And that means that we can have a graduated return to some type of normalcy because we're — it doesn't — we don't shut down the greatest economy in the United States in California because we have three people per million dying. That's just a fact of life when we have 760 people in California dying every day. And during this crisis we have about four extra on average.
INGRAHAM: Now Victor, we're going to be — and I loved it piece, by the way, which I posted and everyone's got to read and I'll send it around again tonight on Twitter, discussing just that. An actual data, an actual numbers, not to minimize any loss of life.
On Friday morning's edition of America's Newsroom, Fox Business anchor David Asman responded to the newest unemployment figures by warning that the country was on the verge of a new Great Depression, and asked, "How many lives would be lost as a result of that as opposed to the coronavirus?" After April, Asman concluded, "We have to get back to work."
From the April 3, 2020, edition of Fox News' America's Newsroom
DAVID ASMAN (FOX BUSINESS ANCHOR): The Oxford Economics projects a loss of 30 million jobs by the beginning of June. That would be a 16 percent unemployment rate. We have not seen those figures since the Great Depression. And the real key here, Sandra [Smith], and you know this so well, is what would be worse for America right now — another Great Depression like we had back in the 1930s or a continuation of the coronavirus? A lot of people say with the various restrictions we have in place now, with the various medications that are online, we better get back to work soon, that is, at the end of this 30-day period. If not, we are risking a Great Depression. And how many lives would be lost as a result of that, as opposed to the coronavirus?
There's no getting over — there's no easy solution here, but there's a lot of money out there for individuals — the 157 million people in the workforce, for the 30 million small businesses, and for individuals who are going to be getting those checks. So as long as the government operates efficiently — that's hoping for a lot — but if that happens, we'll be OK at least for the month. After that, I think we have to get back to work.
Indeed, Variety reported that an internal Fox News memo shows the company is hoping for a "possible return to work" for remote employees in early May.
And the patience of Fox's on-air personalities is running out. On this afternoon's edition of Outnumbered, co-host Melissa Francis wondered: "Who doesn't know 10, 12 people who have it at this point, personally? … At this point we are destroying our economy. … That part is so scary to me. I don't know about the continued stay inside. I'm losing faith in it."
From the April 3, 2020, episode of Fox News' Outnumbered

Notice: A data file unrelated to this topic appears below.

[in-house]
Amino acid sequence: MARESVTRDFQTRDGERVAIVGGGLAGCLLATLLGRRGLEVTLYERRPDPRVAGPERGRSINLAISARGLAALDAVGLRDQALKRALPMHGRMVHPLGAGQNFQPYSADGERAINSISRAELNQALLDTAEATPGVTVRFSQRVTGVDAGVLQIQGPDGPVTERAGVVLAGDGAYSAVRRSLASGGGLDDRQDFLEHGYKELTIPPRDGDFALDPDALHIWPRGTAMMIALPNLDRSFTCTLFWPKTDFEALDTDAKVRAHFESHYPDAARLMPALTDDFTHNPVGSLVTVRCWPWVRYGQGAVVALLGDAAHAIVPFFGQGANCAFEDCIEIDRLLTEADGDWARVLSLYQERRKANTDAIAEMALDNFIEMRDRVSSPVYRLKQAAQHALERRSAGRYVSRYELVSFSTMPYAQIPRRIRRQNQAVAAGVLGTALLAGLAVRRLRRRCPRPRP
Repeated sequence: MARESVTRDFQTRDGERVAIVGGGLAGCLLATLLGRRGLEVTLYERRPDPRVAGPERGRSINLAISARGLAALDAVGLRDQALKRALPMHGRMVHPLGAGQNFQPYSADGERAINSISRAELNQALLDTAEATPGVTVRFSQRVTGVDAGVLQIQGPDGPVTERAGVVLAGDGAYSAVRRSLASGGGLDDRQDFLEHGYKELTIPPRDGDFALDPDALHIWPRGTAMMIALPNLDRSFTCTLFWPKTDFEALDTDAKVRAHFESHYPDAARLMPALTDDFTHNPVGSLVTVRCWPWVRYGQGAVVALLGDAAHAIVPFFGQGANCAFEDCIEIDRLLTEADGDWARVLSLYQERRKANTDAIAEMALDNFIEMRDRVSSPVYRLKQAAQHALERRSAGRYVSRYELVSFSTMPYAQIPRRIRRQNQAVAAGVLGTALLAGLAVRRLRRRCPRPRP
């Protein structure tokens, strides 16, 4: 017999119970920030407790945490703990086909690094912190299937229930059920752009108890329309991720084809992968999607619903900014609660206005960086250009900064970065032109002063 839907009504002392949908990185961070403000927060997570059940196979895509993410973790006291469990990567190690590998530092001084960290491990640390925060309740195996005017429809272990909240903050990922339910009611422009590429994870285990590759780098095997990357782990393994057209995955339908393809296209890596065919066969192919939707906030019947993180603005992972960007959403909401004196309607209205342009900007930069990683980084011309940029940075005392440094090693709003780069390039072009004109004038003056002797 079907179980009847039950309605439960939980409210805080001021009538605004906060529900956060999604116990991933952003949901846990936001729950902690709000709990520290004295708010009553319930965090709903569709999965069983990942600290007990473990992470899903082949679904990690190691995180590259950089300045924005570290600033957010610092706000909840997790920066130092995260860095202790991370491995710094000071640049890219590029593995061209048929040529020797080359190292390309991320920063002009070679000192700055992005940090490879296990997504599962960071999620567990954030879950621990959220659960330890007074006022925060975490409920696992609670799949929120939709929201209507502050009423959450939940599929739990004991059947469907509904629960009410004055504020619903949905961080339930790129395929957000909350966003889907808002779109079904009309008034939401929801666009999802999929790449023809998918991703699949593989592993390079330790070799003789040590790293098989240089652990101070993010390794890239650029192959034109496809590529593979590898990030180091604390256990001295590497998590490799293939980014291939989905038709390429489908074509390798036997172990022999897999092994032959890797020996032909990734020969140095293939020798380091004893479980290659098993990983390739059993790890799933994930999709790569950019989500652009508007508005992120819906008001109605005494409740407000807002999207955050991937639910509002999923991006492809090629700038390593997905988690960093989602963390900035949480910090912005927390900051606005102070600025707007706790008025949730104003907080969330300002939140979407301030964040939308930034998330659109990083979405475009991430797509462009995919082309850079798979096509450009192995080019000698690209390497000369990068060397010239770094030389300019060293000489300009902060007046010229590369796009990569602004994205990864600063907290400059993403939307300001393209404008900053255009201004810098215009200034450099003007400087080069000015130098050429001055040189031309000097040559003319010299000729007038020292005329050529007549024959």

Other right-wing media figures are also pushing this narrative.
Far-right online personality Mike Cernovich put the dollars-for-lives argument rather bluntly:
How many millions of job losses are acceptable to save 100,000 lives? That's the question adults are asking. It m… https://t.co/513AtZdZlO— Cerno (@Cerno) 1585852471.0
BREAKING: New York Data Confirms Once Again - 99% of Coronavirus Fatalities Have Pre-Existing Conditions - 94% of F… https://t.co/pXVskO9xGc— Jim Hoft (@Jim Hoft) 1585886694.0
The Washington Times columnist Cheryl K. Chumley posted a piece this morning, "Anthony Fauci goes nuts," declaring:
The question on the table is whether 4,513 deaths due to coronavirus in the United States, Puerto Rico, Guam, the Northern Mariana Islands and the U.S. Virgin Islands justifies closing down an entire country — its economy, schools, transportation systems, entertainment and more — for 30 days or more.
So when Fauci calls for a national order to keep every man, woman and child in America at home, behind closed doors, for the next 30 days or longer, he's only suggesting the best course of action that, in his medical opinion, would keep his patients — whom he's deemed to be all of America — safe and healthy, free of risks of catching the coronavirus.
But that doesn't mean he's right. That doesn't mean his medical opinion ought to be taken as sacrosanct; all the other considerations — economic, political, social — tossed to the side as secondaries.
Americans are not lab rats, and America is not a science lab.
The country can't come to a grinding halt every time flu season approaches.
The Federalist, already one of the most irresponsible outlets for conservative thought on the pandemic, posted a piece today titled "We Cannot Destroy The Country For The Sake Of New York City." Never mind the fact that red states such as Florida, Ohio, Louisiana, and Indiana are also grappling with this pandemic, as well.